“She was so humiliated,” Yazzie said. “She didn’t want to come back.”
And Livingston didn’t come back to KTNN. She quit her job because of the way Little treated her.
This is just a recent incident but the issues between KTNN on-air talent and Little have been going on since 2013.
“He threatened me one day saying that if we weren’t doing what we’re told to do that maybe I should hold your paychecks as well,” Yazzie said. “(Little) said that to me and here that following payday we didn’t get paid and we walked out that afternoon.”
A previous board member for KTNN had to step in and demand that Little cut checks for the KTNN staffers that same day. By 3 p.m. that day they were paid.
On Feb. 2, 2017, an internal memo was sent to Little from Bob Sandoval, known as “Navajo Bob” to KTNN listeners.
The 2017 memo addressed six key issues: “solicitation or acceptance of bribes or kickbacks,” “abuse of office or position,” “endangering the physical well-being of any individual, including but not limited to, threats or actual violence,” “mistreatment of any individual(s) which jeopardizes health and safety,” “creating discord among fellow employees leading to decreased productivity or a hostile working environment,” and “failure to treat the public or fellow employees with courtesy.”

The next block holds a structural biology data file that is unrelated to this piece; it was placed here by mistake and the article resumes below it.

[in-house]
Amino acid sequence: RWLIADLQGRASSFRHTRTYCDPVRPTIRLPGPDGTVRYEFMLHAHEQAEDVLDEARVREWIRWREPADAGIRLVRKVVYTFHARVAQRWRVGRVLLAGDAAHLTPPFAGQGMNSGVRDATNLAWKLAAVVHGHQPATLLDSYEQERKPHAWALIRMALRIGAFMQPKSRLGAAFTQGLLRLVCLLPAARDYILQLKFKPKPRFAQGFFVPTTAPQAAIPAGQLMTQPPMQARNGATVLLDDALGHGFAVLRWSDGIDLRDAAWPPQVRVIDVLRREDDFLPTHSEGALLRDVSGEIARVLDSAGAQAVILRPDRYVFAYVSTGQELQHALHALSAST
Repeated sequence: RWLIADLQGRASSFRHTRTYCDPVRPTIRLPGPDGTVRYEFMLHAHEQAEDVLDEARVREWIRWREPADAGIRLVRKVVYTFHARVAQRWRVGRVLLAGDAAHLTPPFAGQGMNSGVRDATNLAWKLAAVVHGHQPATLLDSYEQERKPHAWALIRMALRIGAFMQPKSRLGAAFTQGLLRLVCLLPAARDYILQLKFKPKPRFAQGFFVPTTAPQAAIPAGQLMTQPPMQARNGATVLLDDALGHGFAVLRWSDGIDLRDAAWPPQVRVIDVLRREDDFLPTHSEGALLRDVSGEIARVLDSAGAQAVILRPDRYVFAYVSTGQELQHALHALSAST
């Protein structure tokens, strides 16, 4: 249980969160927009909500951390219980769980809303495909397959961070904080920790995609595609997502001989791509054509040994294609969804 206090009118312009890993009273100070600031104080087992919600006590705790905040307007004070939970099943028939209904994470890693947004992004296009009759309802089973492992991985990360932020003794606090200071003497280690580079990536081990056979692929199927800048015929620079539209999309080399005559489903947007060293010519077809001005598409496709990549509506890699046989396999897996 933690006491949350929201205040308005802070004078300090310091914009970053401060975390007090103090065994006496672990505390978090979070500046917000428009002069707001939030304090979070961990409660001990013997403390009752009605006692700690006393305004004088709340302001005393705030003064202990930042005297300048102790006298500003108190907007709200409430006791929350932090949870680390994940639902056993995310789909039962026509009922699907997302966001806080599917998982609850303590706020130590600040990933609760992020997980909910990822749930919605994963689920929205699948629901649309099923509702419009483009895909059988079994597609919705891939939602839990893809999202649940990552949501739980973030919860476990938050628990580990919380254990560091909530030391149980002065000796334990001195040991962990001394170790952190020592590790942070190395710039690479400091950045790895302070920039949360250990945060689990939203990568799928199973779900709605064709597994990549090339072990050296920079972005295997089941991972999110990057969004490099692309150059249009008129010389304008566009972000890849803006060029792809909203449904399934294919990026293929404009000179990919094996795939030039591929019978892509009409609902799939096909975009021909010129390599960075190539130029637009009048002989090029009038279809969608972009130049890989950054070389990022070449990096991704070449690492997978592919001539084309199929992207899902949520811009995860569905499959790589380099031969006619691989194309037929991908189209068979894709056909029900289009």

Four days later, on Feb. 6, 2017, Sandoval, who was selected as the spokesperson for the group, formally requested an “administrative resolvement meeting” with Little.
“We talked but nothing came out of it on February 6th,” Sandoval said.
The issues persisted and Sandoval claims he was retaliated against by Little.
In 2017, during the basketball season, Sandoval was told he would no longer be covering high school basketball for KTNN.
“We used to do sports but because of these allegations that I brought, there was a retaliation against us saying that you will no longer do high school basketball,” Sandoval said.